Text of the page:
In 1873 Warner was examined by former Third Michigan Regimental Surgeon, Dr. Zenas Bliss. Now serving on the pension board, Bliss wrote in his examination report that Warner was “suffering from chronic rheumatism involving several joints -- particularly the left knee joint which is almost completely anchylosed. Also both wrist joints -- which are considerably stiffened from the disease. Suffers from pain in the several joints.”

He was still living in Sparta in 1874 when he was again examined by Dr. Bliss, who wrote in his annual examination report that Warner’s rheumatism involved “nearly all the joints of the body” and that the “Tissues about both shoulders, ankle and hip joints, [were] considerably thickened.” Bliss also noted that Warner was now much emaciated.

He was living in Sparta when his pension was increased to $24.00 in May of 1874, and on September 25, 1874, Dr. E. J. Emmons testified that he had been treating Warner for some time and that he was “suffering intensely, with his joints all stiffened and so completely helpless that he cannot even raise his hand to his head or feed himself, or even turn over in bed. I believe that his condition is chronic and lasting. He requires the constant care and attention of another person and I believe he will continue to require such attention.” It was also noted that from the “progressive changes in the tissues”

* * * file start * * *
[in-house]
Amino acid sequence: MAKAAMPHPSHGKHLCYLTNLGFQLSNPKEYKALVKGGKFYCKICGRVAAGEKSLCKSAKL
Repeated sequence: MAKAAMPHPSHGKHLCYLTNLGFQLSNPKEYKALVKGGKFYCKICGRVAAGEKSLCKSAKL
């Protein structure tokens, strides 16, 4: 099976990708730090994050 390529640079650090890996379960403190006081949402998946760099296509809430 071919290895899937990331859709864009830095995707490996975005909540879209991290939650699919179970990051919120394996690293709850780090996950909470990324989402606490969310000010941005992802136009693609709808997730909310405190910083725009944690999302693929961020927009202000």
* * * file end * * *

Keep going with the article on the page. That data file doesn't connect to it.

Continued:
Highland was unable to perform any labor whatsoever and as the disease progressed he was increasingly unable to take care of himself. Indeed, the pension examining board wrote in March of 1875 that Warner was “unable to dress himself, get up from bed, sit down in chair, without help. Unable to get either hand to mouth without help. Requires the constant presence of an attendant. From existing structural changes at all joints, we think his condition will never greatly improve. His present condition is not at all caused or influenced by vicious habits.” That same year his pension was increased to $50.00. per month.

By 1877, the board noted, he required constant attendance as he was entirely helpless. “Partial anchylosis of shoulders, hips, knees, ankles and neck -- also of phalangeal joints.” Following his 1880 annual examination, the board wrote that Warner was “moderately well nourished. Muscles flabby. All joints more or less anchylosed. No motion at wrist -- slight in fingers and elbow -- moderate at shoulders. Unable to carry hands near mouth -- in fact arms are useless for all ordinary purposes. Joints of lower extremities all more or less anchylosed, rendering him unable to move with crutches.”